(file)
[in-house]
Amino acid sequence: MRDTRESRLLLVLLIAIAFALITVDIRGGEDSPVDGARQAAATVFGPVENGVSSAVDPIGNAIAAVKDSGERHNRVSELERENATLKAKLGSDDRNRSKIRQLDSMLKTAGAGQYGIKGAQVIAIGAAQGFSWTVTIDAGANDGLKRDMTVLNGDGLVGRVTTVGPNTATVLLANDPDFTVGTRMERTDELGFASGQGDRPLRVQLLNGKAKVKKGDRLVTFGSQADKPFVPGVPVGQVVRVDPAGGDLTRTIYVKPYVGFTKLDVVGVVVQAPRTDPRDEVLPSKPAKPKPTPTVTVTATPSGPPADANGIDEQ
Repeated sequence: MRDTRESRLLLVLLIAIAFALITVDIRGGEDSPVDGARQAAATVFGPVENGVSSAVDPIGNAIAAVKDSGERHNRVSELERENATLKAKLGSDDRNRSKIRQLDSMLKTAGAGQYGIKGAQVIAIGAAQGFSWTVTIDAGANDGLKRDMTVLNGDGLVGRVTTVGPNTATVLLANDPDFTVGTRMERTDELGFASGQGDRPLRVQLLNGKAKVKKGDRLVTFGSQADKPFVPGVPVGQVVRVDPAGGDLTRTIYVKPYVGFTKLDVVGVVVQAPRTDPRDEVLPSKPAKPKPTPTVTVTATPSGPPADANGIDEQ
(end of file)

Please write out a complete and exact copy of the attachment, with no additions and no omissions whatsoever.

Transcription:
[in-house]
Amino acid sequence: MRDTRESRLLLVLLIAIAFALITVDIRGGEDSPVDGARQAAATVFGPVENGVSSAVDPIGNAIAAVKDSGERHNRVSELERENATLKAKLGSDDRNRSKIRQLDSMLKTAGAGQYGIKGAQVIAIGAAQGFSWTVTIDAGANDGLKRDMTVLNGDGLVGRVTTVGPNTATVLLANDPDFTVGTRMERTDELGFASGQGDRPLRVQLLNGKAKVKKGDRLVTFGSQADKPFVPGVPVGQVVRVDPAGGDLTRTIYVKPYVGFTKLDVVGVVVQAPRTDPRDEVLPSKPAKPKPTPTVTVTATPSGPPADANGIDEQ
Repeated sequence: MRDTRESRLLLVLLIAIAFALITVDIRGGEDSPVDGARQAAATVFGPVENGVSSAVDPIGNAIAAVKDSGERHNRVSELERENATLKAKLGSDDRNRSKIRQLDSMLKTAGAGQYGIKGAQVIAIGAAQGFSWTVTIDAGANDGLKRDMTVLNGDGLVGRVTTVGPNTATVLLANDPDFTVGTRMERTDELGFASGQGDRPLRVQLLNGKAKVKKGDRLVTFGSQADKPFVPGVPVGQVVRVDPAGGDLTRTIYVKPYVGFTKLDVVGVVVQAPRTDPRDEVLPSKPAKPKPTPTVTVTATPSGPPADANGIDEQ